Invasive Species are Greatest Threat
by Matthew Preusch
Most discussions about the causes of declining salmon runs focus on the four H's: habitat, hatcheries, harvest and hydropower. But the most important factor may be an I, as in invasive species.
That's the conclusion of a new report from the National Oceanic and Atmospheric Administration's Northwest Fisheries Science Center in Seattle.
You can see a PDF of the report here.
The study, which was published in the journal Bioscience, is sure to be controversial because much of the Northwest's multi-billion dollar salmon recovery work is centered on improving habitat, mitigating the damage of power-producing dams and curtailing commercial or recreational fishing.
This report argues the greatest threat to fish are non-native species like crappie or bass that can eat up juvenile salmon as the make their way downstream from their birthplace to the ocean.
"On a per-run basis, the mortality attributed to (invasive species) predation may be similar to that associated with juvenile passage through each of the eight dams on the Columbia and Snake rivers, estimated at approximately 5% to 15% per dam," the study says.
"These non-natives are here -- we're not going to get rid of them," said the report's lead author, Beth Sanderson. "But they are managing the native predators, and in my opinion, that means we could manage non-native predators."
Another interesting tidbit from the study: The spawning population of non-native American shad in the Columbia River is about 5,000,000, five times more than the annual salmon run on the river, but "no studies have quantified the impacts of shad on salmon ecosystems."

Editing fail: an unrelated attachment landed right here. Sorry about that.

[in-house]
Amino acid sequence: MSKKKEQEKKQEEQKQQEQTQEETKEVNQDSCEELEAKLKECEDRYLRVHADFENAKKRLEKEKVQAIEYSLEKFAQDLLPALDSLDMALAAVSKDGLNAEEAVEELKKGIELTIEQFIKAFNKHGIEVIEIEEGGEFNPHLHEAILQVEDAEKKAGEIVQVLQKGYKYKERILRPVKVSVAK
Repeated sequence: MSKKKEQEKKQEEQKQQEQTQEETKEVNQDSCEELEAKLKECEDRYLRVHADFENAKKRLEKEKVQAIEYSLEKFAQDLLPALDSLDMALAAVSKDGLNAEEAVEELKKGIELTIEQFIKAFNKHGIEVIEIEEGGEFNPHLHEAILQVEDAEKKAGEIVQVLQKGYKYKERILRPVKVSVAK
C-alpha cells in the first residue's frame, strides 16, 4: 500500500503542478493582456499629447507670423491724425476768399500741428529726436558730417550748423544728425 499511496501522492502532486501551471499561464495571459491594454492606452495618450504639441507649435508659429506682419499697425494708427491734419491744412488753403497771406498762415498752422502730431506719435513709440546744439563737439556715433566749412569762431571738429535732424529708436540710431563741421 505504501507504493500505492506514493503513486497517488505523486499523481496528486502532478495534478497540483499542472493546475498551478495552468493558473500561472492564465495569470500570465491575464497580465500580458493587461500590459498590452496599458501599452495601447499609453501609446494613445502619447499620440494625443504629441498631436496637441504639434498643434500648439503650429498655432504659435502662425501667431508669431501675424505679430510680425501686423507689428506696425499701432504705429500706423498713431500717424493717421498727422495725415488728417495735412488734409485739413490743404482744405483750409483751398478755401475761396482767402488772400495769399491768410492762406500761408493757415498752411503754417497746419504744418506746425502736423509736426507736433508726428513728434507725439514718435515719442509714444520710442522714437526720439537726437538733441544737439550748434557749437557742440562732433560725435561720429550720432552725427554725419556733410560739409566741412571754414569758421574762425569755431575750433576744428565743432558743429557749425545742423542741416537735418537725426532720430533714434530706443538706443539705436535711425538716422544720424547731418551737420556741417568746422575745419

Sanderson said a greater amount of the money dedicated to the 13 salmon stocks in the Northwest listed as threatened or endangered should go to battling invasive species.
And at least one longtime salmon advocate agrees.
"There's no question that invasives are a major threat, right along with hydropower and a loss of habitat," said Jim Martin, former chief of fisheries for the Oregon Department of Fish and Wildlife.
Martin cautions that working on invasives shouldn't come at the expense of addressing the effects of dams and habitat loss, as well as the growing threat of climate change.
COMMENT Posted by JBarleycorn on 03/05/09
Interesting article. The authors' findings aren't terribly surprising, but I'm glad they took the time to look at the impact of non-native fish on native salmonids. I've been studying the Columbia River salmon problem for years and always wondered why no one had bothered to take a serious look at the impact of bass, catfish, shad, and other non-native fish on native salmonids. Surprise, surprise, surprise, it ain't good. Of course you won't see anti-bass stickers next to the anti-sea-lion stickers on the bumpers of jacked up 4x4 trucks. Hypocrisy runs deep in the so-called "sportsman" subculture.
That said, the headline is misleading. Turning the Columbia River into a system of reservoirs has encouraged the proliferation of non-native predators. It's hardly "either or." It's both. Take out the dams, take out the predators.
Hopefully some day we'll start taking an honest look at the irrational, unsustainable mixed-stock ocean fishery. Not as sexy as shooting sea lions, though, and it doesn't make a very good bumper sticker....
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